Window Makers See Improvements
April 6, 2013,
Arguello, part of the Fresco trend from Ellery Homestyles.
With housing starts now showing growth, it spells a better mood in the curtain category. Energy-efficiency and black out-style constructions continue to expand, and almost all manufacturers agree that the Internet continues to be a growing avenue for the industry.
In fact, companies are spending more time - and money - on capturing the online shopper.
According to Jason Carr, co-founder, Softline Home Fashions, the company has been aggressive in fine tuning its Internet presence. Softline's approach is far from static, and it is quick to change and update products, mirroring what's selling and what's not, agreed Rodney Carr, co-founder.
"We've elevated our customer service reps to account managers, with a raise," noted Jason. "Customer service is not just answering a phone anymore. It's about serving the customer. That same concern for ease led us to the Simple Shade." Simple Shade is Softline's latest innovation, a peel and stick drapery product. Softline is also making a statement with two visible partnerships: its Sunbrella fabric curtain drapes and a line from designer and HGTV contributor Monica Pederson. Sunbrella is a performance fabric primarily for outdoor use.
"We had a phenomenal market," noted Louis "Tripp" Hornick III, coo, Louis Hornick & Co. "We got a lot of requests from companies we've never done business with before. There are a lot of online retailers that now want to branch out into soft home."
In addition, the company used its Facebook page this past market to highlight its past awards. The company expanded its Firefend program with a new lined-drape version. It also introduced an LH bedding program with a high-end matelassé called Lita. The company is now offering high-end decorative hardware from German maker Buchheister.
"We now have an entire division devoted to online, and they had an exceptional market," noted Angela Boswell, vp design and product development, Ellery Homestyles. "We also had [companies] come in who we hadn't seen before and that was great - there aren't that many out there."
According to Boswell, the company saw renewed interest in its Eclipse line with intros in its Thermaback, Thermaweave and Thermalayer versions. "We saw a lot of interest in juvenile," she added. Another trend to watch: its Fresco trend offerings, large damask looks with a weathered and worn appearance.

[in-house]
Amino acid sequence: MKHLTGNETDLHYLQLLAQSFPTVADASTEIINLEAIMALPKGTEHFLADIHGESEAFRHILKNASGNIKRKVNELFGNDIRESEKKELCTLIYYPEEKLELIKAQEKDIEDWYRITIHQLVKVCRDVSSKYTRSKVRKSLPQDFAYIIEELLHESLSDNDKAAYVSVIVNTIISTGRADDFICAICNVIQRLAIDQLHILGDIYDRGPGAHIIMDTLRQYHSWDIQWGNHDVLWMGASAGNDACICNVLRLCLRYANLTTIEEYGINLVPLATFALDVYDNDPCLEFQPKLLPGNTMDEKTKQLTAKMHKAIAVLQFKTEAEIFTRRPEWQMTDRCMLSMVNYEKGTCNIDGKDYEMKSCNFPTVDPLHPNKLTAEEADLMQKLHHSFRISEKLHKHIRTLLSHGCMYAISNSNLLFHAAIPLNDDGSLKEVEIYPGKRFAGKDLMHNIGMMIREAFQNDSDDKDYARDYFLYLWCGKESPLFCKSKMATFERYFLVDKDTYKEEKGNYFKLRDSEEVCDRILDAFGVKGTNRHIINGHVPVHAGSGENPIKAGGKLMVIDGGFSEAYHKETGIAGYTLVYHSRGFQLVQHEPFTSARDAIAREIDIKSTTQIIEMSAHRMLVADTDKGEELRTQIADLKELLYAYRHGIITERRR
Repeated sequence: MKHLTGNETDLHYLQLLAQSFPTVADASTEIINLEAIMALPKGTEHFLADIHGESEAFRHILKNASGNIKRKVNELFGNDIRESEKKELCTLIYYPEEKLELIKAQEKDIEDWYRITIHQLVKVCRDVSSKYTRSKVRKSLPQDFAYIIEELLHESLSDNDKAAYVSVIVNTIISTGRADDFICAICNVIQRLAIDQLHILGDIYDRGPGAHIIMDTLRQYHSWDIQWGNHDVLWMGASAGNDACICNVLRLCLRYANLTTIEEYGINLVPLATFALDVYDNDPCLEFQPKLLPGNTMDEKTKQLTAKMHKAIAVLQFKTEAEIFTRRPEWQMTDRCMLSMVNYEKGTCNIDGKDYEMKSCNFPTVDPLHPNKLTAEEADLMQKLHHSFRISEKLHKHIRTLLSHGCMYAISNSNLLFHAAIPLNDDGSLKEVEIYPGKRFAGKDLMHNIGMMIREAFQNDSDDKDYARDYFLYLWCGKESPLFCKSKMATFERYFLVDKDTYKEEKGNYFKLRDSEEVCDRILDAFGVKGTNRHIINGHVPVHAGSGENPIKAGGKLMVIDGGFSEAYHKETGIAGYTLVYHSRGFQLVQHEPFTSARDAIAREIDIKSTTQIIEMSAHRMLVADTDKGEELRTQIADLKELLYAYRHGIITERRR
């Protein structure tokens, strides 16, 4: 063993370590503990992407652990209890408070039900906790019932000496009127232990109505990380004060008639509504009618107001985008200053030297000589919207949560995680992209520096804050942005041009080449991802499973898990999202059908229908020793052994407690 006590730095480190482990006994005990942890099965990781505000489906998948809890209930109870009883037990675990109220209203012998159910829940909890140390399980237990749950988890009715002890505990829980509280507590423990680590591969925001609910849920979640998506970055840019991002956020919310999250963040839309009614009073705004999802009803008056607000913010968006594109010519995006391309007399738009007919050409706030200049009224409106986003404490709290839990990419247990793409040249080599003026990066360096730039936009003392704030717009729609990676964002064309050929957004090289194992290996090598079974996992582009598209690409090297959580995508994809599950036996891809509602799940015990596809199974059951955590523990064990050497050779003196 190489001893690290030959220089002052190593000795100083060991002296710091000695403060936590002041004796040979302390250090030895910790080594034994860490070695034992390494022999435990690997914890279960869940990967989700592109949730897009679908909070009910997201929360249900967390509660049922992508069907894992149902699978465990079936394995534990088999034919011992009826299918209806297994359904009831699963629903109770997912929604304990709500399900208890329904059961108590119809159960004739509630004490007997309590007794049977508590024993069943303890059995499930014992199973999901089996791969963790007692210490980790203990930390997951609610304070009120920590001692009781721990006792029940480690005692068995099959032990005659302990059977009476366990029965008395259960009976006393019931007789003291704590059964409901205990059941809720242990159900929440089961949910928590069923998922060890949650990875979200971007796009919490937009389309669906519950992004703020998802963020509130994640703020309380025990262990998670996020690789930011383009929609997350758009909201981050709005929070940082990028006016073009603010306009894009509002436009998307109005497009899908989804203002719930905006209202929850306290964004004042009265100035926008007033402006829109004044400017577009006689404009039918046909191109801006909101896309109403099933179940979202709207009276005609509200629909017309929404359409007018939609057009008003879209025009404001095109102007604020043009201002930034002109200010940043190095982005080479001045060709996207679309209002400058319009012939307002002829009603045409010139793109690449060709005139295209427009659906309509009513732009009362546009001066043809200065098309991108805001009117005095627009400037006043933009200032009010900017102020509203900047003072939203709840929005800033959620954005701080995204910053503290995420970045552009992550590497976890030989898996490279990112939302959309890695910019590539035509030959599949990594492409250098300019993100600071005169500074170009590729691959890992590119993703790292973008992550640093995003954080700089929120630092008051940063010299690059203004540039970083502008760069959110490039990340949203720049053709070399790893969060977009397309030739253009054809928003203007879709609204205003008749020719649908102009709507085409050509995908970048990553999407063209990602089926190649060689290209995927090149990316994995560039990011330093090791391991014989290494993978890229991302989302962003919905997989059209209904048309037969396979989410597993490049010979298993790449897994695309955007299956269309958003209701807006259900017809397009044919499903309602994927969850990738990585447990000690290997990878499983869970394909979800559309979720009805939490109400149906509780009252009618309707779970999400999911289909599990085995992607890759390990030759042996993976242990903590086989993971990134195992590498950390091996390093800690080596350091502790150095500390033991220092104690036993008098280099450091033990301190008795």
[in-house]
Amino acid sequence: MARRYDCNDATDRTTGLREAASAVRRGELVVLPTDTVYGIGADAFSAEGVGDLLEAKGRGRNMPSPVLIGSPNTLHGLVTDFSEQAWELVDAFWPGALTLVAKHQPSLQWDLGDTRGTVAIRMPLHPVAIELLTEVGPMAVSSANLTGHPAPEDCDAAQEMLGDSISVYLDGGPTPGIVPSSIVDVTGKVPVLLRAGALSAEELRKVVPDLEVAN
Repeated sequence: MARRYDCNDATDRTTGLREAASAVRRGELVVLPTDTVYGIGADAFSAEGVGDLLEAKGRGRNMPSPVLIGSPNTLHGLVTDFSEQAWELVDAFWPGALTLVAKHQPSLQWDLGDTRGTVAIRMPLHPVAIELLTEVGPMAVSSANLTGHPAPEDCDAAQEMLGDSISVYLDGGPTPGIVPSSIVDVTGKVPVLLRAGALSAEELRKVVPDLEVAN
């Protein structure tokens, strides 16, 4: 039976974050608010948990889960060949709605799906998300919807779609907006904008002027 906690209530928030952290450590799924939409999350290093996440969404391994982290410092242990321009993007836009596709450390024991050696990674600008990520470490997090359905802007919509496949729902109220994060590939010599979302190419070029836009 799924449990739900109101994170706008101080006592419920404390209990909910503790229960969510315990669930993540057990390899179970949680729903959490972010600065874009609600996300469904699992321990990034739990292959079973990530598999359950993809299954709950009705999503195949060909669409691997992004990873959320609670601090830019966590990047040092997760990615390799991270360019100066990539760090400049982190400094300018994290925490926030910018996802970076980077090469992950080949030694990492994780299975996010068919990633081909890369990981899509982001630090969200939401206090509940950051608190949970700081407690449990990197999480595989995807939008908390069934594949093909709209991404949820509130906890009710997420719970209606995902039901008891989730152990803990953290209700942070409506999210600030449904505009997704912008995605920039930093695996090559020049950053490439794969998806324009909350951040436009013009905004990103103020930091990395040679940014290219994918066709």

"Online is the largest growing part of our business," noted Barry Goodman, vp, Commonwealth Home Fashions. "We are continuing to add more products. One of the keys to doing well online is good photography."
According to Goodman, business has been good the first two months of the year, outpacing last year's results and "bookings for fall are promising," he said. Commonwealth further expanded its Thermologic program with new technology tweaks and new solid colors and print styles. Goodman noted that insulated, energy-saving and blackout styles continue to sell well. "They offer the biggest bang for your buck, and everyone wants to save a buck," he said.
Speaking of bang for the buck, suppliers still want to make an impression where it counts - the retail floor. Despite promising same store sales comps just announced, it doesn't hide a still fragile economy in the home department.
"Store traffic is down and everyone is asking, ‘what can we do? How do we get them in the store?'" noted Scott Goldstein, president, S. Lichtenberg & Co., "We're focusing our energy into fashion. The market is excited to see newness." Also new, the company showcased its Zero Sun energy efficiency line.
One retail trend that C & F Enterprises has noted is the regionalization of business. "There is an emphasis on regional offerings, we're seeing a lot of that," said Nelson Chow, vp, sales. "For instance, we're known for our coastal looks and those are obviously more popular in coastal and resort areas." C & F's window business is primarily as coordinating panels with its bedding offerings.
While the suppliers HTT spoke to were riding the adrenaline high from market week, there was an undercurrent of potentially sticky issues. Cotton prices have crept up again, and perhaps more impactful for window makers, so have prices for petroleum-based products and yarns. There is also the looming question of JCP, long a leader in the window coverings business. For now, window makers are anticipating a fashionable and positive spring.
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